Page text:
GREENWICH, Conn. -- For many musicians, particularly those who grew up in the area, it's a dream come true to play at the Capitol Theatre in Port Chester, N.Y.
Which is why the Sunday, August 7 show is so important to the Stella Blue's Band, a Grateful Dead tribute act made up of Westchester and Fairfield County residents. The band -- a combination of men whose careers span everything from finance to music therapy -- will play that night along with Jerry Garcia's longtime keyboardist Melvin Seals.
The show takes place during “The Days Between,” a.k.a the anniversary of Jerry Garcia's birth on August 1 and his passing on August 9.
Stella Blue's, for those who haven't been to its many Garcia's shows, consists of Bill Bonacci, a New Rochelle, N.Y. resident who sings and plays lead guitar, Steve Liesman, a Pelham, N.Y. resident who sings and plays rhythm guitar, Greg Solomon, a Greenwich resident who plays bass, Ken Aigen, a Hastings, N.Y. resident who plays keyboards, Marc LoPonte, a Rye, N.Y. resident who sings, Chuck Black, also from Rye who plays drums and Ron Cohen, a drummer from New Rochelle.
Although Garcia's has been the band's unofficial home base for years, being on the main stage, they say, is something special."As local musicians we know The Cap’s storied history --- it is the room we all aspired to play in since we picked up instruments as kids," explained LoPonte. "Fast forward to being the first band to have a residency at Garcia's three years ago and now the first local Dead band to headline at The Capitol and only the second local band invited to do so." The August 7 event, he stressed, is "pretty special."
According to Liesman, the Senior Economics reporter for CNBC, most of the group discovered the Grateful Dead as teenagers and have been dedicated fans ever since. Combined, the group has attended close to 500 Grateful Dead concerts, plus countless other Grateful Dead-related shows.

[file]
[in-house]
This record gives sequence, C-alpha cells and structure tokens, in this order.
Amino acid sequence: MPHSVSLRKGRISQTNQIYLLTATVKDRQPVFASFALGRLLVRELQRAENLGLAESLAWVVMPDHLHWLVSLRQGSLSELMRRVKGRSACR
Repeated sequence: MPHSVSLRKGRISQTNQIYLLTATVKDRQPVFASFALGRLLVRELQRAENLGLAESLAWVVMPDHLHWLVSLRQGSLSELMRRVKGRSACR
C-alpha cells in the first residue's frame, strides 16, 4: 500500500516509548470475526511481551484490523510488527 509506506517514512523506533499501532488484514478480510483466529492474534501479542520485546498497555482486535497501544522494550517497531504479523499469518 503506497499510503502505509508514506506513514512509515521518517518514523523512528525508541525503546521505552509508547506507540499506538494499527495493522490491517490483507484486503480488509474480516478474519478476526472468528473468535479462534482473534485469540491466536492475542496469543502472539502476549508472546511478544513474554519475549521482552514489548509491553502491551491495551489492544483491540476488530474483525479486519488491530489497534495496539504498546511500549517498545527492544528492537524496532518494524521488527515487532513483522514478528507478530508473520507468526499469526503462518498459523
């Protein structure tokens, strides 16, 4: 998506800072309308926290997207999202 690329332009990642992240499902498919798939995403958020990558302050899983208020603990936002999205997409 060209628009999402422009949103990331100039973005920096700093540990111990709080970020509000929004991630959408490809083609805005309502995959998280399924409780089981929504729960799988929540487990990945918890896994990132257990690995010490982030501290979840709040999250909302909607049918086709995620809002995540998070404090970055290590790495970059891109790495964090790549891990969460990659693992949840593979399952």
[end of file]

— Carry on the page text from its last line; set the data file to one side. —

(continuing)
"What we and tens of thousands of fans have found out all these decades later is that the Dead's songwriting has proven to be timeless," he said. "It's Americana at its best and their songs have become part of the great American Songbook."
Both men say being in a tribute band is really a genre as much as it is a collection of tunes from a single band. Said LoPonte: "Casual observers don't realize what brilliant songwriters Jerry Garcia, Robert Hunter and rest of the Grateful Dead were. They found an artful way to combine musical dynamics, overlapping genres of music, lyrics that read like poetry and interactive jams, from heavy blues to rock and roll to sweet ballads."
As may be expected, among the most popular audience requests are "Uncle John’s Band," "Ramble on Rose," and "Scarlett Begonias." But, said Liesman, fans are just as happy when they surprise them with songs they haven’t played before.
"The other night we did a set just from the Dead’s’ 1960s repertoire and the fans are still talking about it," he said. "We just feel incredibly lucky we have a chance to play this music and that folks who come out to see us play. Playing the Cap main stage… it’s just very thick icing on an already tasty cake."